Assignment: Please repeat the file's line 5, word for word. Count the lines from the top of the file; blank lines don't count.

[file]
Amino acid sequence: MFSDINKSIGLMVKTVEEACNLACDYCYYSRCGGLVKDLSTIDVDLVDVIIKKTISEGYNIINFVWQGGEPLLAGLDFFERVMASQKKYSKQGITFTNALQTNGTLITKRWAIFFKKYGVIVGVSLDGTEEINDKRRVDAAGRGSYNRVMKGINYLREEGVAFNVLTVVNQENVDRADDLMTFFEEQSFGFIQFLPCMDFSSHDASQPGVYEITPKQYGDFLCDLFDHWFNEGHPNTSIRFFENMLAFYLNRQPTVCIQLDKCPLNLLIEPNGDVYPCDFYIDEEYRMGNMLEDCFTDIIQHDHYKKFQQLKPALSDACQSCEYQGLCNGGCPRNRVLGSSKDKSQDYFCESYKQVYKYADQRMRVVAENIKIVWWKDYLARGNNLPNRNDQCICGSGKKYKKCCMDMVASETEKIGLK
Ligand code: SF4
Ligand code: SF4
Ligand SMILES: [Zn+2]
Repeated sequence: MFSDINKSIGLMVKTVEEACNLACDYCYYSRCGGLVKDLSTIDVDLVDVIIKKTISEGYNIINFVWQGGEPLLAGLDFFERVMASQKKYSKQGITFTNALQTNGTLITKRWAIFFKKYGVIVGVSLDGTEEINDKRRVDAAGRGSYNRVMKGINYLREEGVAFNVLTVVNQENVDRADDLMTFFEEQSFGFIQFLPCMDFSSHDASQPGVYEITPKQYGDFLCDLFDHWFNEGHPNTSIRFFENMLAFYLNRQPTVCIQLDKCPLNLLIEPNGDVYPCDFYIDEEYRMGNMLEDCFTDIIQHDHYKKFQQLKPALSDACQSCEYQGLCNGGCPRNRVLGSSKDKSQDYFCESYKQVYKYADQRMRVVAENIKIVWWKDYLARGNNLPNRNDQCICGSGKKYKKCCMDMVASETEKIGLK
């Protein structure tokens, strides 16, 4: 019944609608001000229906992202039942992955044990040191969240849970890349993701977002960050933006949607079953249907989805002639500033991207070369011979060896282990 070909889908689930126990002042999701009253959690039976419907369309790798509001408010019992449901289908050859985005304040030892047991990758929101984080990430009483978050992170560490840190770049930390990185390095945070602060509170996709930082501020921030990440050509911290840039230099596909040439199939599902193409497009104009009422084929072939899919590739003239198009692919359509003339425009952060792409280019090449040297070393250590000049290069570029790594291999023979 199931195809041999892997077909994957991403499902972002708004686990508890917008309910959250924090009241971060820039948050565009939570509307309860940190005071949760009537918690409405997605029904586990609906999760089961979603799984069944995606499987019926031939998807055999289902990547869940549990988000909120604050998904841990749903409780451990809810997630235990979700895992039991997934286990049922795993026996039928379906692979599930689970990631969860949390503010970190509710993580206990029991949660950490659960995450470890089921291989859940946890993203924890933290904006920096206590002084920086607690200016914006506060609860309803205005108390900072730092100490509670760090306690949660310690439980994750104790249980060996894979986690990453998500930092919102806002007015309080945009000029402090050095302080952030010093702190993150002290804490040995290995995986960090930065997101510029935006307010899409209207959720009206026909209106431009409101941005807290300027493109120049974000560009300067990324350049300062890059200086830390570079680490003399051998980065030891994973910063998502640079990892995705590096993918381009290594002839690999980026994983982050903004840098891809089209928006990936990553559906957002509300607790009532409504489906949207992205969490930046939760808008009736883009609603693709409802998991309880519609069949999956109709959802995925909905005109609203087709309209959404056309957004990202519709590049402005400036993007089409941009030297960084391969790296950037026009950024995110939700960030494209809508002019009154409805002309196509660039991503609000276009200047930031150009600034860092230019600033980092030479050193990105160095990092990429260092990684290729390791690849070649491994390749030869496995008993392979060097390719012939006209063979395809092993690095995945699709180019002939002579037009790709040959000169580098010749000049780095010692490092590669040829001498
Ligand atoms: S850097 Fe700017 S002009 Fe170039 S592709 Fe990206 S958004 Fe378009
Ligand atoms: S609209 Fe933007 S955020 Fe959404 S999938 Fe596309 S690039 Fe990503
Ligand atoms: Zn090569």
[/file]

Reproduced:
Repeated sequence: MFSDINKSIGLMVKTVEEACNLACDYCYYSRCGGLVKDLSTIDVDLVDVIIKKTISEGYNIINFVWQGGEPLLAGLDFFERVMASQKKYSKQGITFTNALQTNGTLITKRWAIFFKKYGVIVGVSLDGTEEINDKRRVDAAGRGSYNRVMKGINYLREEGVAFNVLTVVNQENVDRADDLMTFFEEQSFGFIQFLPCMDFSSHDASQPGVYEITPKQYGDFLCDLFDHWFNEGHPNTSIRFFENMLAFYLNRQPTVCIQLDKCPLNLLIEPNGDVYPCDFYIDEEYRMGNMLEDCFTDIIQHDHYKKFQQLKPALSDACQSCEYQGLCNGGCPRNRVLGSSKDKSQDYFCESYKQVYKYADQRMRVVAENIKIVWWKDYLARGNNLPNRNDQCICGSGKKYKKCCMDMVASETEKIGLK